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The Laurel Canyon Country Store's Interesting Musical History

The Laurel Canyon Country Store's Interesting Musical History
Bailey Pennick

The Canyon Country Store has been the makeshift cultural center of Laurel Canyon for a full century. Immortalized in the Doors song "Love Street," this deli-market is not a venue, but it's got historical music importance to spare, and continues to be -- as Jim Morrison put it -- the "store where the creatures meet."

Known for its winding narrow streets and terrifying mudslides, Laurel Canyon became a part of the city of Los Angeles in 1923. Its close proximity to Hollywood and ample unused hillside attracted the film industry's elite "photoplayers" including Clara Bow, Errol Flynn and Harry Houdini.

At the intersection of Kirkwood Drive and Laurel Canyon Blvd. a small inn called the Bungalow Lodge opened in the early 1900s (there's conflicting information on the exact date), catering primarily to hunters. The Lodge served as the burg's "downtown" and brought Laurel Canyon denizens together through nightly picnics, but the wood building went up in flames in 1929. Reconstruction using brick and stones (from the original river that flowed where Laurel Canyon Blvd. is now) began later that year, and the spot was re-fashioned as a local market. Thus, the Canyon Country Store was born.

The tiny market and deli was a hit, and it also lent itself to the gatherings of artists and musicians. At the height of the counterculture movement of the 1960s, Laurel Canyon became southern California's answer to Haight-Ashbury in San Francisco. But instead of psychedelic-focused performers like Jefferson Airplane and the Grateful Dead, the canyon became a secluded haven for the more bohemian performers, including Joni Mitchell, Carole King and the Byrds.

Mitchell, Crosby and Eric Clapton, 1968
Mitchell, Crosby and Eric Clapton, 1968

Throughout the '60s and '70s, the Laurel Canyon Country Store acted as a meeting place for these musicians to write songs together and jam on the market's front patio. Mitchell wrote Ladies of the Canyon and Nash wrote CSNY's "Our House" about the neighborhood.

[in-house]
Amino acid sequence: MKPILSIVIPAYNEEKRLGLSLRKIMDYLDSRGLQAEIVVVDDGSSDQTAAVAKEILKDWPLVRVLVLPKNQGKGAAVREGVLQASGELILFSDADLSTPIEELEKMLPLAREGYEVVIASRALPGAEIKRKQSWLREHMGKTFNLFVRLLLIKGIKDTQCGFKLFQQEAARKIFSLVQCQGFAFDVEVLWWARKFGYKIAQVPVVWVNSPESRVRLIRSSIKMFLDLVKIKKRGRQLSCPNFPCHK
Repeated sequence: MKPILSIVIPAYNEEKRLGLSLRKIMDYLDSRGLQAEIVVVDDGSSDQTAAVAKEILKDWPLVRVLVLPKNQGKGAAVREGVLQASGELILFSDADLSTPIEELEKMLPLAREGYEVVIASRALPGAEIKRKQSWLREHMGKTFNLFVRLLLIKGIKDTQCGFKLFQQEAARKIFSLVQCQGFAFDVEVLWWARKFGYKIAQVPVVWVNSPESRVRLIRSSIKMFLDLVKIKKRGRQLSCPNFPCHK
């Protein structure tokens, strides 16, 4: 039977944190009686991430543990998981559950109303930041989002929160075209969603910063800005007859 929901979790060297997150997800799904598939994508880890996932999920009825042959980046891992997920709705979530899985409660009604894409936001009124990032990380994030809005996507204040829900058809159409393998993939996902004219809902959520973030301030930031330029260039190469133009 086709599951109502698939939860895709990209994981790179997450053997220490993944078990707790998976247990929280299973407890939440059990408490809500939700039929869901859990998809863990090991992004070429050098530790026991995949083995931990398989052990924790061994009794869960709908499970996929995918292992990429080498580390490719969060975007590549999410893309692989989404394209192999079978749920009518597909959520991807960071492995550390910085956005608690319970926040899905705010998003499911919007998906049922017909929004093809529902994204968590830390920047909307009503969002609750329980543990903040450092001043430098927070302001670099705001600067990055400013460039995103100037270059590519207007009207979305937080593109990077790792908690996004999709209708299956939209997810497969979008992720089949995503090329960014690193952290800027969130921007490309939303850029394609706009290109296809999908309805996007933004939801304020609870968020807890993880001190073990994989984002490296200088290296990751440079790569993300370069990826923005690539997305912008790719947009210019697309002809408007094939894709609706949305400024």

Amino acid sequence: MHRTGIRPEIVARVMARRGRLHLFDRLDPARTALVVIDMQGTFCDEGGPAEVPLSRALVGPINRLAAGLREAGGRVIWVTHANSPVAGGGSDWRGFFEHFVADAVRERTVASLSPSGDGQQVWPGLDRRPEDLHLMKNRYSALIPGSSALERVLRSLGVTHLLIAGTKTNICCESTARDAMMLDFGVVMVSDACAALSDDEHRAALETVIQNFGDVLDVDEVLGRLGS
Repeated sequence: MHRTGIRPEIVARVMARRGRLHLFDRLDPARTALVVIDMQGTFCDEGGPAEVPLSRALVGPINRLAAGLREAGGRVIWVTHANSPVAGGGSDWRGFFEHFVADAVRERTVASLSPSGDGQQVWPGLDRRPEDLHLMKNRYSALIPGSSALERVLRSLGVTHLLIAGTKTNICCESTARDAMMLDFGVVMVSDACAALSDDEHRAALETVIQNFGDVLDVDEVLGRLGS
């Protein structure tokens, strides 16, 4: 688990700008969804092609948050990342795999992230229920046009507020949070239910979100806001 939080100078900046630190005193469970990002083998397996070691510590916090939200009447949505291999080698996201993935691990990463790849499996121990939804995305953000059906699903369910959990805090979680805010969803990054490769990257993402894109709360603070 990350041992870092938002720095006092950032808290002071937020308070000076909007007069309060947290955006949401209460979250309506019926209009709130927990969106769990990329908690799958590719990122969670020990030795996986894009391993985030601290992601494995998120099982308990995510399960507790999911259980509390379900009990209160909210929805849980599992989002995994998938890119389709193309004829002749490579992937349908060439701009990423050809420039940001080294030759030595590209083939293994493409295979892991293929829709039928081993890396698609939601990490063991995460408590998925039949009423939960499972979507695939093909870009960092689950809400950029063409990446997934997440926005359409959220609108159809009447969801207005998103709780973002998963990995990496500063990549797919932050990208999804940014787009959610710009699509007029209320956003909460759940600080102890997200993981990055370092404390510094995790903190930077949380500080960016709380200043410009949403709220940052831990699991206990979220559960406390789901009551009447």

On what was the main connecting road between the San Fernando Valley and Hollywood, the artists hung out in the open. Mama Cass Elliot of the Mamas and the Papas lived in the shop's basement (now a fancy wine cellar) for a spell, where she penned "Twelve Thirty," better known by its chorus "Young girls are coming to the Canyon."

Jim Morrison...

 

...and Pamela Courson probably frequented the country store most of all. The contentious pair lived right behind the market at 8021 Rothdell Trail and opened their home to seemingly all artists and travelers who came past. According to Laurel Canyon lore, during a Morrison family fight, folks hanging out at the market would watch Jim's books and clothing flying out of the top windows.

In the '80s the Canyon shifted from bohemian nucleus to secluded enclave, and rock stars flocked to the neighborhood for the quiet life. But legends continued to frequent the Country Store in search of their favorite goods, including chocolate. Mick Jagger came for the "English Kit Kats on hand," while David Bowie repeatedly purchased Flakes, his favorite Cadbury chocolate bar.

To this day the Canyon boasts famous residents, including George Clooney, Christina Applegate and Werner Hertzog; they're still known to stop by the Canyon Country Store.

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